Sep 25, 2018
Humans may have been in North America much earlier than previously thought. Here’s the evidence: chipped rocks, crushed mastodon bones, and reliable dates showing the remains are 130,000 years old. Is that enough to rewrite the history? SAPIENS co-hosts Chip Colwell and Jen Shannon talk to Steven and Kathleen Holen, archaeologists and co-authors of a controversial discovery. And they further evaluate the claims with the help of anthropologist Todd Braje.
Steven Holen and Kathleen Holen are co-directors of the Center for American Paleolithic Research. Steven’s publications include series on Great Plains Paleoindian Archaeology and Ice Age Humans in the Americas. (He co-edited both series with Kathleen.) Steven and Kathleen were co-authors of the Nature article “A 130,000-Year-Old Archaeological Site in Southern California, USA,” published in April 2017.
Todd Braje is a professor of anthropological archaeology. He has published two books and a co-edited volume. His most recent book is Shellfish for the Celestial Empire: The Rise and Fall of Commercial Abalone Fishing in California. Braje also serves as co-editor of The Journal of Island and Coastal Archaeology.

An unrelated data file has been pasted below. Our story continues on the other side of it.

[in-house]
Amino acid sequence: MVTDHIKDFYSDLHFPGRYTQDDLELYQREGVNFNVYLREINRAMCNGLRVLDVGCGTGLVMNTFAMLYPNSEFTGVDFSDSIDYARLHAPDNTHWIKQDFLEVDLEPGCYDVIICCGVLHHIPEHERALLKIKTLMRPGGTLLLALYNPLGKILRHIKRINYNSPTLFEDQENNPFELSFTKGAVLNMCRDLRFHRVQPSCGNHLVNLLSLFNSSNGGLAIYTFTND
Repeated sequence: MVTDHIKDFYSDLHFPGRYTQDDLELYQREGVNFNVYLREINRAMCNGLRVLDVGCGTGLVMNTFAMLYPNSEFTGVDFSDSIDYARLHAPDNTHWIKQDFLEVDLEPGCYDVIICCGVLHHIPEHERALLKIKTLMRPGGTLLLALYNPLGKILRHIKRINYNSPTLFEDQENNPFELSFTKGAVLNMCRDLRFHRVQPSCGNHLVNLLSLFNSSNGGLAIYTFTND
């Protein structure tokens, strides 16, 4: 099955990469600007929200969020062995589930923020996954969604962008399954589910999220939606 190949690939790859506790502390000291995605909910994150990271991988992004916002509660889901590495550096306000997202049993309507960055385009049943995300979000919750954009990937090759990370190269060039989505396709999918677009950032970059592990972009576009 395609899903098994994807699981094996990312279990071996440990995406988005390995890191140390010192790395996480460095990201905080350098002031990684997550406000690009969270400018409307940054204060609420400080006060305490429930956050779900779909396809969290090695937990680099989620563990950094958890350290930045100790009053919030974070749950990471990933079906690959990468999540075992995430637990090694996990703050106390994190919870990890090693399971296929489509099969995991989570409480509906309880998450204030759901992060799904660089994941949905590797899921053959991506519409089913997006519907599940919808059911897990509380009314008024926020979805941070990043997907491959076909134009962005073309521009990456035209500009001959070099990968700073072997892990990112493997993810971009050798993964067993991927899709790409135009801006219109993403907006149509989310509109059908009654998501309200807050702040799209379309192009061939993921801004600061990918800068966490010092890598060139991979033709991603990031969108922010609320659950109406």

For SAPIENS’ original coverage of the mastodon site discovery, check out the news article “Broken Bones Could Rewrite Story of the First Americans.”
This episode of Sapiens was produced by Cat Jaffee, edited by Matthew Simonson, and hosted by Chip Colwell and Jen Shannon, with help from Esteban Gomez.
Sapiens producer Arielle Milkman, producer Paul Karolyi, and House of Pod intern Lucy Soucek provided additional support.
Fact checking is by Christine Weeber, illustration is by David Williams, and all music is composed and produced by Matthew Simonson.
Sapiens is part of the American Anthropological Association Podcast Library.
This is an editorially independent podcast funded by the Wenner-Gren Foundation and produced by House of Pod.